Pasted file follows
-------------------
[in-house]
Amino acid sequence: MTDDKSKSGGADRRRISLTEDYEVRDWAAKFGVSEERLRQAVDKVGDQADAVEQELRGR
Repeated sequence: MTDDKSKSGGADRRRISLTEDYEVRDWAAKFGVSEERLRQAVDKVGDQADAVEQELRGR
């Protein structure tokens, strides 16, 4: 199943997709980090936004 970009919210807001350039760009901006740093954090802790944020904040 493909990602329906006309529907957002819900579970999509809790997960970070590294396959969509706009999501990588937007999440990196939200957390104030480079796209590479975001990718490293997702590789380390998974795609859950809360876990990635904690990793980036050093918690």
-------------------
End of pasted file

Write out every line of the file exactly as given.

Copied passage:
[in-house]
Amino acid sequence: MTDDKSKSGGADRRRISLTEDYEVRDWAAKFGVSEERLRQAVDKVGDQADAVEQELRGR
Repeated sequence: MTDDKSKSGGADRRRISLTEDYEVRDWAAKFGVSEERLRQAVDKVGDQADAVEQELRGR
């Protein structure tokens, strides 16, 4: 199943997709980090936004 970009919210807001350039760009901006740093954090802790944020904040 493909990602329906006309529907957002819900579970999509809790997960970070590294396959969509706009999501990588937007999440990196939200957390104030480079796209590479975001990718490293997702590789380390998974795609859950809360876990990635904690990793980036050093918690």